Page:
I saw a matinee of the Roundabout Theatre Company’s revival of George Bernard Shaw’s “Pygmalion” ten days ago. Then I read Ben Brantley’s review of the same production in the New York Times on Friday.
I am not a little dubious about Mr. Brantley as a theatre reviewer. I often think that having to choose between clarity in a review and the ability to show off how clever he is, he will invariably choose the latter. To be fair, he can be very funny. The review he wrote of “Thoroughly Modern Millie” a few years ago included the funniest line I have ever read in the paper of record. I read it standing in line to check my bag for a flight from San Juan, and even in that noisy a setting I laughed so hard that people stared at me. He wrote (if this isn’t exact, it’s pretty damn close), “Sitting through ‘Thoroughly Modern Millie’ is like being kicked to death by circus ponies.” The image was so clear in my mind, I could see the blue spanglies on the ponies’ backs, which is why it was funny.
But to get back to Mr. Shaw. I spent a chunk of time in college studying Shaw, and since then I have read much of and seen many productions of Shaw. I don’t think David Grindley’s production is off-base. I find it difficult to believe that he couldn’t find a better actress than Claire Danes to play Eliza, but I suspect she may not have been his first choice. Grindley keeps the play moving. This is inherently difficult, because Shavian characters love to talk. A lot.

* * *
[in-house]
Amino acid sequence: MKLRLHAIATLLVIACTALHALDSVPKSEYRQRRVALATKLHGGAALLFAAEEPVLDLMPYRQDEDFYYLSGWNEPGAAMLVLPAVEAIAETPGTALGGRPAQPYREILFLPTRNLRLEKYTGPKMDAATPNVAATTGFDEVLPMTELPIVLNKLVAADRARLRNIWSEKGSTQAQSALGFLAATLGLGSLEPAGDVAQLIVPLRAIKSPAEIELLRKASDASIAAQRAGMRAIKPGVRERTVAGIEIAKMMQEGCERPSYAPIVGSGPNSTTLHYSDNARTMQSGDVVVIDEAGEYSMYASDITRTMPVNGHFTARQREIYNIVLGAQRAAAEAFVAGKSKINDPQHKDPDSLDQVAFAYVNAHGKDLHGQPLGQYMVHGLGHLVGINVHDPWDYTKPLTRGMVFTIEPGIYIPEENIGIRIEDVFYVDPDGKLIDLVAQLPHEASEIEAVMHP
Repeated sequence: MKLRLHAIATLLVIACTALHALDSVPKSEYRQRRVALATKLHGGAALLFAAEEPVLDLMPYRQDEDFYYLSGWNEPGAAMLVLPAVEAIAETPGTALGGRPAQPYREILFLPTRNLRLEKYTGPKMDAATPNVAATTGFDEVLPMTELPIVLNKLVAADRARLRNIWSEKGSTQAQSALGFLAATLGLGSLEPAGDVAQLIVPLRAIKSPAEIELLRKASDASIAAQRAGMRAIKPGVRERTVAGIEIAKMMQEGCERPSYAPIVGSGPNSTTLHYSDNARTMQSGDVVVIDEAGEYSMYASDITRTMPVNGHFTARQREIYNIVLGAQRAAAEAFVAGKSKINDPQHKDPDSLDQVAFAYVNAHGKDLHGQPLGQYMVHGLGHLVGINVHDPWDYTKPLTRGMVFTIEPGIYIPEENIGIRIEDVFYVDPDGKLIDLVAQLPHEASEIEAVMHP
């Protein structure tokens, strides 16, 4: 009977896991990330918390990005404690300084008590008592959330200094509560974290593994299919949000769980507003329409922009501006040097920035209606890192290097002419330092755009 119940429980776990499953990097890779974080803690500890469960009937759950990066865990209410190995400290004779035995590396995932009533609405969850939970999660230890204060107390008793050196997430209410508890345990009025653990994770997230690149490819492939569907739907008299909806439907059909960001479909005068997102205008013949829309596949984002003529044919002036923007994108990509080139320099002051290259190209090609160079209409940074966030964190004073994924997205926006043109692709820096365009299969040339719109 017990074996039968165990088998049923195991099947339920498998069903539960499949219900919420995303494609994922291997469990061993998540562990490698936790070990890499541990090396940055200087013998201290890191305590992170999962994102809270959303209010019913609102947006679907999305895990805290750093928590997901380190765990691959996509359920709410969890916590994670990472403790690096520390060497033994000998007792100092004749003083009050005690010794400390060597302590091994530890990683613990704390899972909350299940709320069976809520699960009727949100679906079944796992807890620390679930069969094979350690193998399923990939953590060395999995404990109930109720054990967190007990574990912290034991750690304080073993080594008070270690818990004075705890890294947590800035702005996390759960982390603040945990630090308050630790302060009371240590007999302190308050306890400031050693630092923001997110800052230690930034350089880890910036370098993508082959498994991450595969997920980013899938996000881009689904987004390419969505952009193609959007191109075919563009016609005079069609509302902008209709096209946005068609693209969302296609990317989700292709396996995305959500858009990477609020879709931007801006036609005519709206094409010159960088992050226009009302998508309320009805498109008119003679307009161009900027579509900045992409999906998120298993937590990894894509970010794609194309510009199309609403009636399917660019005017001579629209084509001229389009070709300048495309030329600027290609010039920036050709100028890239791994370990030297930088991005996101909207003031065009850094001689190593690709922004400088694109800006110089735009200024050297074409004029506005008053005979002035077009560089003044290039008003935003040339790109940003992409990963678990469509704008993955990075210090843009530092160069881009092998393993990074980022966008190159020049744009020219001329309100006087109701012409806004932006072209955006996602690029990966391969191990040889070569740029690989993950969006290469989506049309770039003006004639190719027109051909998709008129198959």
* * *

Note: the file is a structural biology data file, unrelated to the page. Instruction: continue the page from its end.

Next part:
There are five acts in “Pygmalion,” taking place in three different settings, and those set changes had better be lightning fast because contemporary audiences don’t have the patience for anything slower than that. He and Jonathan Fensom solve that problem admirably. Grindley likes to stage scenes don front and center, as Brantley points out (and my brother reminded me that “Journey’s End” was staged the same way). However, the interior sets aren’t that deep to begin with, so there are inherent staging limitations in the design.
Finally, the acting. I enjoyed Boyd Gaines, Jay O. Sanders (who I initially had TV actor prejudice against which he completely overcame), and Helen Carey. I had heard nothing good about Clarie Danes’ performance before I saw the play. She was adequate once she dropped her Cockney accent; before she did, I wasn’t sure I was going to make it through five acts of her shrieking. She showed none of Eliza’s (for lack of a better word) charm, as Wendy Hiller does so well in the movie. I thought that Jefferson Mays gave the performance of a lifetime. It had brave choices in it, used the text beautifully and was mesmerizing to watch. He wasn’t a cuddly Higgins by any means, but he was a charismatic one. How great would it be to see him play Shotover in “Heartbreak House” in twenty years?